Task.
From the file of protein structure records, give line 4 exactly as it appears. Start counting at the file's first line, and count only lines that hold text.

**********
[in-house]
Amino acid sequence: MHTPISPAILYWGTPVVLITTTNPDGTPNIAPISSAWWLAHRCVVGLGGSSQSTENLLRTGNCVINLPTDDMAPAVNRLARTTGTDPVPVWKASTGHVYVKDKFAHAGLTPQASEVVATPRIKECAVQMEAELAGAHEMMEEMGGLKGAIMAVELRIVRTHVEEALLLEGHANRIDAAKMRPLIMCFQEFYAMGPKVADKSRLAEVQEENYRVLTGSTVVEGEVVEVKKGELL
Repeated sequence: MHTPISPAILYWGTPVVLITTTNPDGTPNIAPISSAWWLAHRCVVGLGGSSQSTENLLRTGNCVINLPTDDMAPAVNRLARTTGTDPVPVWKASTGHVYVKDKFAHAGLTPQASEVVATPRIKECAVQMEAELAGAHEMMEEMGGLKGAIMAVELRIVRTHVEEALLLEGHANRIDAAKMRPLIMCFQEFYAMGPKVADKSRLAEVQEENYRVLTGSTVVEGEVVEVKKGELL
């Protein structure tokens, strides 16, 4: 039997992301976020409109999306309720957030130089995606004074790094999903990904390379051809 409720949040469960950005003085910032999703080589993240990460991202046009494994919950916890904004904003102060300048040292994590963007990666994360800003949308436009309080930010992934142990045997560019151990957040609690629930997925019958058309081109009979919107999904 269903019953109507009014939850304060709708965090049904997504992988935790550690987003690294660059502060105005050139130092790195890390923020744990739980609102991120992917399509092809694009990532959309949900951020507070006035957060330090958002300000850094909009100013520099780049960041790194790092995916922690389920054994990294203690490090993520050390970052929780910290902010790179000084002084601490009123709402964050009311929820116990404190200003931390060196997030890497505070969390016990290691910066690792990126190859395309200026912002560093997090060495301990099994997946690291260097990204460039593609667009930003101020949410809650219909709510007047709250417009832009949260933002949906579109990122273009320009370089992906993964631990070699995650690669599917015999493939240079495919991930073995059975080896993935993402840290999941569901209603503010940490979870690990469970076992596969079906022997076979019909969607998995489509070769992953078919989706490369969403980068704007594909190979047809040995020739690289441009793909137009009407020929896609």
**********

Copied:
């Protein structure tokens, strides 16, 4: 039997992301976020409109999306309720957030130089995606004074790094999903990904390379051809 409720949040469960950005003085910032999703080589993240990460991202046009494994919950916890904004904003102060300048040292994590963007990666994360800003949308436009309080930010992934142990045997560019151990957040609690629930997925019958058309081109009979919107999904 269903019953109507009014939850304060709708965090049904997504992988935790550690987003690294660059502060105005050139130092790195890390923020744990739980609102991120992917399509092809694009990532959309949900951020507070006035957060330090958002300000850094909009100013520099780049960041790194790092995916922690389920054994990294203690490090993520050390970052929780910290902010790179000084002084601490009123709402964050009311929820116990404190200003931390060196997030890497505070969390016990290691910066690792990126190859395309200026912002560093997090060495301990099994997946690291260097990204460039593609667009930003101020949410809650219909709510007047709250417009832009949260933002949906579109990122273009320009370089992906993964631990070699995650690669599917015999493939240079495919991930073995059975080896993935993402840290999941569901209603503010940490979870690990469970076992596969079906022997076979019909969607998995489509070769992953078919989706490369969403980068704007594909190979047809040995020739690289441009793909137009009407020929896609």